Getting into graduate school is an intimidating task that requires you to go through an entire application process.
And while there are many things you need to include in this application, one of the most stressful aspects of it is actually the test that most people need to take before applying.
This test, for those that don’t know, is called the GRE and stands for graduate records examination. It’s essentially the grad school equivalent of the SATs.
It’s the examination that most grad schools require test results from, in order to evaluate your skills. Sometimes they even have a minimum score required to apply.
For this reason, sufficient prep for the GRE is important for students looking to get into their dream grad school. Which is why I wanted to share some study tips for that purpose!
Before I dive into the tips though, let’s discuss some common questions surrounding the GRE.
How long does it take to prepare for the GRE?
The amount of time it will take each person to adequately prep for the GRE will vary, so there’s really not a timetable that’s set in stone.
But usually, the minimum amount of time that you should spend preparing for this test would be about four weeks.
Although this article by The Princeton Review actually suggests that some people take up to twelve weeks to prep, if they feel it’s appropriate for them.
Is the GRE hard to prepare for and take?
The GRE test itself is definitely more complex and difficult than lower-level tests like the SATs. But that doesn’t necessarily mean that you’ll find the preparation more difficult.
And if you’re dedicated to your test prep, then you might even find that the GRE itself is easier than you thought it would be.
Really, it’s all just a matter of how much time you’re willing to put into it. And it also helps if you’re using the right studying strategies for you and your learning style.
How can I efficiently prepare for my GRE?
But now let’s get into the main part of this article, or aka, the three tips that will make prepping for the GRE a lot easier.
1 – Take Plenty Of Practice Tests
By far, one of the best things you can do in terms of studying for any big exam is to take practice tests. They are beneficial for a variety of reasons.
Firstly, they can bring your weak spots to your attention.
For instance, if you find that you don’t do well in the math portion of your practice test then you might need to allocate extra study time to that section.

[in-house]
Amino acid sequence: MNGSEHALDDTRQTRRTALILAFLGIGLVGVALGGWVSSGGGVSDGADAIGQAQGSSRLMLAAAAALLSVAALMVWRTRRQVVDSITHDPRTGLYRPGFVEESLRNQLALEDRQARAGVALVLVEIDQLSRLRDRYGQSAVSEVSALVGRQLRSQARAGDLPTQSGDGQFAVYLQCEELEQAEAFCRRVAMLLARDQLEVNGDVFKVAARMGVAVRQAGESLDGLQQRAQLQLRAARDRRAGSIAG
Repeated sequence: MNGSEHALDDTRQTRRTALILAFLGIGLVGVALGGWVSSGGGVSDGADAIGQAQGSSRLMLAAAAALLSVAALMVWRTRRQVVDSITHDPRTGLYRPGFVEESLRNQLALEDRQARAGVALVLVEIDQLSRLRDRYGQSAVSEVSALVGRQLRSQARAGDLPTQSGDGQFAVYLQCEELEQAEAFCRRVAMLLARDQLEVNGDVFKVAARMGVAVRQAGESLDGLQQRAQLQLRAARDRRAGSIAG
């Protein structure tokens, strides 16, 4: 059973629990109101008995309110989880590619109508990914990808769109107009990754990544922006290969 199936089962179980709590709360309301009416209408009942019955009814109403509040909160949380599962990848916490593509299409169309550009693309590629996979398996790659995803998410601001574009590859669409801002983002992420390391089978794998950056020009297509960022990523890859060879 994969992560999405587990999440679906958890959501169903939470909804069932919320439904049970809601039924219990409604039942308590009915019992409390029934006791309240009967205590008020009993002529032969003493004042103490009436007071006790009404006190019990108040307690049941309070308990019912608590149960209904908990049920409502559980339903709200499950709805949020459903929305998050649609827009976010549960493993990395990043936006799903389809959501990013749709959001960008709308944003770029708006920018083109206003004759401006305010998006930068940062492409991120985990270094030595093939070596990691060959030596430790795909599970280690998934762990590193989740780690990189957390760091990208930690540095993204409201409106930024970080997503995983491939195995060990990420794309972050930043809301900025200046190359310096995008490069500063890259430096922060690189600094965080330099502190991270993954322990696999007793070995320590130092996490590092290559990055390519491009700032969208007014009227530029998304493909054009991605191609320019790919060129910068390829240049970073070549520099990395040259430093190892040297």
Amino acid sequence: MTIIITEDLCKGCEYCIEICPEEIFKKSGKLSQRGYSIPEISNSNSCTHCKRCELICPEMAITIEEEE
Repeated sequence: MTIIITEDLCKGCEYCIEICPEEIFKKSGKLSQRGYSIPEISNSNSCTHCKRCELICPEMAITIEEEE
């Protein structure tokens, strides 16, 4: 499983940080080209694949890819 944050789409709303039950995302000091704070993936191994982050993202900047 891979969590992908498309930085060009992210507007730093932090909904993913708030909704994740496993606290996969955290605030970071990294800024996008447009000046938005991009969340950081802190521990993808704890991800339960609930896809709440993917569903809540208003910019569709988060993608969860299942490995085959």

Secondly, if you try to take the practice test in environments that closely resemble real exam environments, then it can help your nerves when the actual test date arrives.
And lastly, it will let you know what your baseline score for your GRE is. Which will, in turn, allow you to figure out how much more studying is necessary.
That actually brings me to my next tip…
2 – Know What Your Goals Are
Of course, everyone would love to get as high of a score as they can. But it’s best not to aim too high, as that puts undue pressure on you during the exam.
So instead, you should be aiming for the score you actually need in order to reach your goals.
This doesn’t mean you can’t score higher than you’re expecting, but it might relieve that unnecessary pressure.
As an example, your dream grad school may have a minimum GRE score requirement. In which case, your target score could be that requirement or a bit higher just to be safe.
And if your baseline score is lower than your goal then it’s a signal that more studying is needed.
Whereas, if your baseline score is in line with your goal, then it can be an encouraging sign!
3 – Don’t Be Discouraged By Things You Find Difficult
It can be easy to get discouraged by study material that’s hard for you, and at times, it can even lead to anxiety that you’ll fail that section of the test.
But it will be far better for your study session and mental health if you look at these difficulties in a different way.
Difficulties don’t mean that you’re doing anything wrong, and most people have their weak spots when it comes to exams.
But avoiding study materials that don’t come as naturally to you, can cause you to be underprepared when you actually take your GRE.
So even if you find something challenging, you still need to study it. And in fact, you probably need to study it more than the sections you find easier.
Is GRE prep stressful?
Hopefully by reading these tips, you’ve realized that prepping for the GRE doesn’t have to be a stressful experience.
If you outline a dedicated study plan, allot plenty of time for that purpose, and have the right mindset; then you can efficiently complete your GRE prep with minimal stress.
And I’d also like to mention that if you feel your current study plan isn’t adequately preparing you for the test, then there are other options.
You could consider something as simple as trying out a new study method, or you could even hire a tutor to prepare you for the exam.
Over To You
What are your main study strategies when you’re prepping for a big test? I’d love to hear about them in the comments at @netwerkmovement.
And if you know someone who is going to be preparing for their GRE soon, then make sure to send them this post!